About half-way through my PhD, I realised academia would not fit my lifestyle. I had a husband, and also a brand new baby. My husband had a career, and he did not want to bounce around the different academic institutions while I pursued tenure.
Therefore, I changed tack. As a graduate student I'd started learning different programming languages, and creating machine learning models to solve my research questions. I loved this blend of science and technical coding. I also began hearing about the hot field of 'data science', which totally blew me away. I had no idea this was a career option! And a highly paid one!
I decided this was the perfect way for me to use my analytical nature, and solve real-world problems for large organisations. I was all in.
After learning so much about the graduate study application and funding process, I also wanted to use this knowledge to help others achieve their goals, which led me to setting up my coaching services.
Are you happy with the change?
Yes, I'm very happy in my role as a data scientist.
I get to work on new and challenging problems constantly. I also get to be surrounded by smart PhDs who also love tackling problems.
Because this role interfaces with so many different groups, I kind of feel like a consultant within the organisation. It’s really fun to put my thinking hat on and solve problems for different groups.
With my coaching, I love learning about each client's aspirations and helping them craft their winning applications. I strive to demystify the process so more people are able to navigate graduate school successfully. It truly is a wonderful experience and I wouldn't be able to do this had I not made my career change.
I am far happier having an impact now, rather than waiting twenty years to possibly have an impact in academia.
What do you miss and what don't you miss?
From my environmental consulting days, I miss the really cool and quirky people I worked with.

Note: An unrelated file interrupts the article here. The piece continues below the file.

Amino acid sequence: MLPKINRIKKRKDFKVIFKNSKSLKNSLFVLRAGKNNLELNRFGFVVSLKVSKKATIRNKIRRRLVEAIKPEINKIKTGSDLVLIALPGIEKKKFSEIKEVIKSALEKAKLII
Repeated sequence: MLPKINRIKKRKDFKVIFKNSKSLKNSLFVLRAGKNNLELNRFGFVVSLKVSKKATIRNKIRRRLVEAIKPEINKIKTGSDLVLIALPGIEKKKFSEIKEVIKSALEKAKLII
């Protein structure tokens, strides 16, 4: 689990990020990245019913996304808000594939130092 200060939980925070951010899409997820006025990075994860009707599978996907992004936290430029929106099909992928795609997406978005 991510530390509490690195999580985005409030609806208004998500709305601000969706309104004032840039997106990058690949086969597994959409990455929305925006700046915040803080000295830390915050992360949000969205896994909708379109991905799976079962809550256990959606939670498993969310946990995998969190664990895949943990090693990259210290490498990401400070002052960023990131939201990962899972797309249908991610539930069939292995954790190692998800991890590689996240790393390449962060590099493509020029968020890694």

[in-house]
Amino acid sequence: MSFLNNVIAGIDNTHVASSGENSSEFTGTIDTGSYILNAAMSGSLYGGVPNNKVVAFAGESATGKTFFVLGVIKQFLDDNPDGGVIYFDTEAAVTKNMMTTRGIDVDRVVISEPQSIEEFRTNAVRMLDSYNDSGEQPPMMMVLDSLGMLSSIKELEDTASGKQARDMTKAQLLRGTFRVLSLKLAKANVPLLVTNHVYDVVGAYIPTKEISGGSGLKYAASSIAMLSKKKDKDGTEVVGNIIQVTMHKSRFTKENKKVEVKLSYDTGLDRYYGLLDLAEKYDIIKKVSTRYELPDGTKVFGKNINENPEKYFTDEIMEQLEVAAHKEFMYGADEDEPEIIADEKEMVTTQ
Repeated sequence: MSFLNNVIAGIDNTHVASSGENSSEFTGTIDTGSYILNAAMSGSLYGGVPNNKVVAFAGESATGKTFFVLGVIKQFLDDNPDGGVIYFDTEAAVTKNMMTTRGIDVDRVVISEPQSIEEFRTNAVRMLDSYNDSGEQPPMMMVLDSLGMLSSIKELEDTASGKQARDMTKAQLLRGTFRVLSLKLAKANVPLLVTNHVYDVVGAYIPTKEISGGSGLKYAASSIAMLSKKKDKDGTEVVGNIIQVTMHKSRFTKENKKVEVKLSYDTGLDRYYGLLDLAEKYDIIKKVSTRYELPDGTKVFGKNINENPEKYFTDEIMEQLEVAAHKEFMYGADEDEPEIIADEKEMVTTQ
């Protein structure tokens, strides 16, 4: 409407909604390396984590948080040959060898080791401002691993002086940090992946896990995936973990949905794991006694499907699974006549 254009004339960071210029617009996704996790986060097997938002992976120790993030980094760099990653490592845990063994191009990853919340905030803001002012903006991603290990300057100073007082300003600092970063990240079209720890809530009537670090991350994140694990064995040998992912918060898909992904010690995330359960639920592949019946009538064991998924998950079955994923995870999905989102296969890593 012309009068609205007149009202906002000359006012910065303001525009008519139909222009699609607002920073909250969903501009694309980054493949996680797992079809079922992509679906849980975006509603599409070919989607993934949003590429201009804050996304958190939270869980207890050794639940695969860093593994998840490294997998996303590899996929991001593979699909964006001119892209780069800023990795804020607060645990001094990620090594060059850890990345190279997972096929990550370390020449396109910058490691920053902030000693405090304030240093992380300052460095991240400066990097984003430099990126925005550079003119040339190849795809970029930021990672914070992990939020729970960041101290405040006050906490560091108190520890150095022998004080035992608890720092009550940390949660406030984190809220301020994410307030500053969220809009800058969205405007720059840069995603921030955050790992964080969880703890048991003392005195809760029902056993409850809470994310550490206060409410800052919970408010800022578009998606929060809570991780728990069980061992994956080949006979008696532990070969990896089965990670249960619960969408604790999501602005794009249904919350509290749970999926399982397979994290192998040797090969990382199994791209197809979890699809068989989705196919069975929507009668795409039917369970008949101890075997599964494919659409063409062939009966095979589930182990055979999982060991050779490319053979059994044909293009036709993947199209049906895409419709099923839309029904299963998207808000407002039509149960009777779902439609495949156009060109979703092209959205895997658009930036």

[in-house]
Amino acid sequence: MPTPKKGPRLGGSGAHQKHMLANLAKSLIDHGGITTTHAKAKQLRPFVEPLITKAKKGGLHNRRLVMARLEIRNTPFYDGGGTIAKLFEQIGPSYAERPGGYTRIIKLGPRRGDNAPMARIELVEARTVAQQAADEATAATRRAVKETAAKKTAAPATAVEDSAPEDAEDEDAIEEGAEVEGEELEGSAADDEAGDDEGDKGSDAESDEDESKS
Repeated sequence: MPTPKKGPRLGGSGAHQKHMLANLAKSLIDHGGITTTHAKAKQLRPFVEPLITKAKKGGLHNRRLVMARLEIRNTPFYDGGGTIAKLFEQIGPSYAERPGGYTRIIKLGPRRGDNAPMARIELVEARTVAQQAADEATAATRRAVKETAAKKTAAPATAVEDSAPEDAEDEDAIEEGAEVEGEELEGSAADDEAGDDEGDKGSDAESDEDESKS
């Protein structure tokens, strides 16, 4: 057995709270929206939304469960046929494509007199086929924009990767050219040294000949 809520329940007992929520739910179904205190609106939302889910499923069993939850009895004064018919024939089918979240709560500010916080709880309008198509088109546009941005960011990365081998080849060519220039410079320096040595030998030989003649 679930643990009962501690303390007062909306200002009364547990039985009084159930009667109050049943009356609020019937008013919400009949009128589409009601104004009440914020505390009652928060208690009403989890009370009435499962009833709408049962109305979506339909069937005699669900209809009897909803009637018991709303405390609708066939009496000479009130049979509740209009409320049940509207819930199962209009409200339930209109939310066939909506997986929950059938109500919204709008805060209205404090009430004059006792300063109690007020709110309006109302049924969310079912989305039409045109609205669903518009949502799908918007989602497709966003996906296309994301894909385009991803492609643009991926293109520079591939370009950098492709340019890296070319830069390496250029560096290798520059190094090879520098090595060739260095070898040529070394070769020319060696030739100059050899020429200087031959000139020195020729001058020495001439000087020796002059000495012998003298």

From my academic days, I miss the theoretical questions and amount of time you could devote to one problem. Now, things move at a faster pace!
I don’t miss being bored or wondering if I’m having an impact.
How did you go about making the shift?
In terms of my PhD, I basically sat down at my computer every day after work and researched programs that fit my criteria.
I then methodically contacted professors to learn more about their work. My hard work and research paid off: I secured three offers for full funding at top universities! This was really important, as I didn’t want to take on more debt for a graduate degree.
Then later when I pivoted towards data science, I started researching roles in the sector, and secured an internship at a local tech start-up. It was an awesome experience and I got to see first-hand how data science worked in the corporate world.
After I graduated with my PhD, I needed help breaking into the tech industry. I decided to complete an intense seven-week bootcamp for data scientists from Insight Data Science.
What didn't go well? What wrong turns did you take?
As I was getting ready to graduate, we knew we wanted to move closer to my husband’s hometown.
We both ended our jobs, and moved without any guarantees. What a risk! This was extremely stressful, to say the least. Add in a one year old and you have a perfect recipe for two adults to implode.